HAVANA -- After nearly five decades of violent struggle and failed attempts at detente, there is plenty of mistrust and bad blood between Colombia's government and the country's largest leftist guerrilla army.
So a rebel spokesman's optimism about next month's peace talks in Norway offered an unexpectedly positive note just a day after the two sides seemed to be butting heads before negotiations even began.
Marco Leon Calarca of the Revolutionary Armed Forces of Colombia, or FARC, told The Associated Press in an exclusive interview Friday that Colombian President Juan Manuel Santos' rejection of a proposed cease-fire will not derail next month's peace talks.
Nor, he said, will the seeming improbability of a guerrilla imprisoned in the United States being freed to take part in the talks, as the rebels want.
"These obstacles are nothing compared with all that has accumulated from ... 50 years of violence, which we are trying to solve through dialogue," Calarca said. "In that sense, looking at things optimistically, we think there is no problem we can't solve."
The rebels had announced Thursday that a cease-fire was tops on their negotiating agenda, but Santos quickly rejected the proposal.
"There's not going to be any cease-fire," the president told reporters Thursday night. "We will not give anything until we get the final agreement, and I want to make that very clear."
Santos added that Colombia's military and police had even been told to intensify offensive actions.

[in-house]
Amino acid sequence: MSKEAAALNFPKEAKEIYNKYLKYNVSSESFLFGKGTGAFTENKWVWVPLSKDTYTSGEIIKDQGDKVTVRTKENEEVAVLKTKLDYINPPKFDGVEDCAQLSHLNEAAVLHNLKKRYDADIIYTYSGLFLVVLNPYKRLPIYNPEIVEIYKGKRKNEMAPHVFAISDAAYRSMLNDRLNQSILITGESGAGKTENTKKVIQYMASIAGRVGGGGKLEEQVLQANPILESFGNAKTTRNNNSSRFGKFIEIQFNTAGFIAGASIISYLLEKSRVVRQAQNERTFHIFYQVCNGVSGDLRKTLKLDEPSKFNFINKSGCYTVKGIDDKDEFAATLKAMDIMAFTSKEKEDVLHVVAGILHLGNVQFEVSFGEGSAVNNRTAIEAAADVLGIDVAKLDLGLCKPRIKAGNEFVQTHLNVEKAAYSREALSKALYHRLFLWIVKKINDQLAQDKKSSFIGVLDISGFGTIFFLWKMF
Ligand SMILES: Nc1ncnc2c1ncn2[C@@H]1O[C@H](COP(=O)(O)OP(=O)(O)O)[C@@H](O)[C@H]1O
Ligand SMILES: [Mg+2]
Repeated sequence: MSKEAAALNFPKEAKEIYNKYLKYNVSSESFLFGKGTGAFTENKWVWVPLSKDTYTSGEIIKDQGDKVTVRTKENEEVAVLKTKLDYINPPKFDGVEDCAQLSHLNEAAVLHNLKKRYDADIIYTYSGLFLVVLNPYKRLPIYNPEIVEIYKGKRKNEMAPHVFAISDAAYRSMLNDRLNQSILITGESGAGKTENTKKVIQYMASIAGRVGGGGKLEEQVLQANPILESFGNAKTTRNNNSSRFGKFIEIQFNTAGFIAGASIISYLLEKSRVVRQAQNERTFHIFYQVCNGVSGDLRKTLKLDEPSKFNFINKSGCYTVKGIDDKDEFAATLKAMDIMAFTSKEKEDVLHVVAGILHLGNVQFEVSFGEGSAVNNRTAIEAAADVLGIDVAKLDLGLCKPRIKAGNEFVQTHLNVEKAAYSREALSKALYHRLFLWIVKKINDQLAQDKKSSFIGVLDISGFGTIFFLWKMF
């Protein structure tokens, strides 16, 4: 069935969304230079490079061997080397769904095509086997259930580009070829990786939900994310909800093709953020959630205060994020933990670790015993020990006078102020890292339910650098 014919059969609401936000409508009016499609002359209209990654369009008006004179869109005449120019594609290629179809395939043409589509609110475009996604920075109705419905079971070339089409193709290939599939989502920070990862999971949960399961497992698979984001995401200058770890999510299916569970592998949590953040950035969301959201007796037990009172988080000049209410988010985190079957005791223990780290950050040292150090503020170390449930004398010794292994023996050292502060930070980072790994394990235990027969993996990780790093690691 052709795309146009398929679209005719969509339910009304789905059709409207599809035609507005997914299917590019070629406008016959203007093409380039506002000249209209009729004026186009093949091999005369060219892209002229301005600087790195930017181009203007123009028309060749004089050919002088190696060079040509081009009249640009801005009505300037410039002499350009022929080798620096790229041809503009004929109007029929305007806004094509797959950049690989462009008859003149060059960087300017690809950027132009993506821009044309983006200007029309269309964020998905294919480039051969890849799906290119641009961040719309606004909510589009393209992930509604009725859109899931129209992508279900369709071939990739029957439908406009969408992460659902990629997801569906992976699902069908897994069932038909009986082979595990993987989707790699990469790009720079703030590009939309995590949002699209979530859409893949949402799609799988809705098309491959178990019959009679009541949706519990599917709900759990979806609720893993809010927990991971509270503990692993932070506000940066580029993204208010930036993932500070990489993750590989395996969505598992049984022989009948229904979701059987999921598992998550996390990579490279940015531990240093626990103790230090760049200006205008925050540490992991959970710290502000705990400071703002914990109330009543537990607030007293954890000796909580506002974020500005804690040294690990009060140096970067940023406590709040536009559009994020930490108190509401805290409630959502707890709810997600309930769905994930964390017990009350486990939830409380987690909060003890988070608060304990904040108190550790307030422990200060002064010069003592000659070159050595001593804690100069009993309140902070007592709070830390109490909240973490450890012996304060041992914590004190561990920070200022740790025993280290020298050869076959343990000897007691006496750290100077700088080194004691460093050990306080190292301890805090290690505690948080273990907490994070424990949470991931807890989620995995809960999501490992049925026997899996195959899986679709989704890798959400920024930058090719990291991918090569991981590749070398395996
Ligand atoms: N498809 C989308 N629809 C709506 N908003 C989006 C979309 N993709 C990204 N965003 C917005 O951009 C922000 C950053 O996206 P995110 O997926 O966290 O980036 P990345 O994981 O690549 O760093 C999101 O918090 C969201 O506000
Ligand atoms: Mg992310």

Calarca spoke with the AP in Havana, where representatives of the FARC and the Colombian government spent six months hammering out an agreement announced this week to formally open peace talks Oct. 8 in the Norwegian capital, Oslo. Cuba, Venezuela and Chile also are taking part.
A decade ago, peace negotiations fell apart after Colombia had ceded a Switzerland-size parcel of the country as a safe haven for the FARC, which used it as a base to continue waging war elsewhere, extorting, kidnapping and drug trafficking.
Besides the cease-fire, the other issue that cast some doubt over the talks before they even started was the FARC's surprising request to have guerrilla Ricardo Palmera take part.
Palmera, alias "Simon Trinidad," is in a U.S. prison serving 60 years for kidnapping conspiracy in the abduction of three Americans in Colombia.
Again, Calarca seemed confident something can be worked out.
"The thing about Simon being at the negotiating table, we will examine it and figure out how Simon can be present. ... We don't think it's productive to have that discussion away from the table," Calarca said.
As for a truce, he said the FARC is proposing it to avoid further loss of life.
"We're not saying that if there is no cease-fire we won't begin (talks) ... but we're calling on common sense," Calarca said. "If we're going to talk, let's not do more damage. If we're inclined to peace, let's not do more damage."
Colombia's more than five-decades-old conflict has cost tens of thousands of lives, many of them civilians, and displaced countless others.
Calarca noted that the preliminary accord includes a call for other armed groups such as the smaller guerrilla force known as the National Liberation Army, or ELN, to help bring about peace.
"We say to our comrades in the ELN, think about that proposal, because we know (peace) is also part of your strategic goals just like ours," he said. "It's an invitation to build a peace process, which could be this or a different one."
The ELN has expressed a desire to get in on any peace process, and Santos has welcomed the idea.
Calarca also said FARC's negotiators are open to notable international figures lending their support to the talks, as former U.S. President Jimmy Carter has offered to do.
But as of now there are no firm plans to bring Carter or anyone else on board.
"We have not agreed, but we have discussed it," Calarca said. "There is a principle of agreement that this is possible. ... All those who wish to help the process are welcome. Not only do we accept them, we invite them."
Associated Press writer Peter Orsi contributed to this report.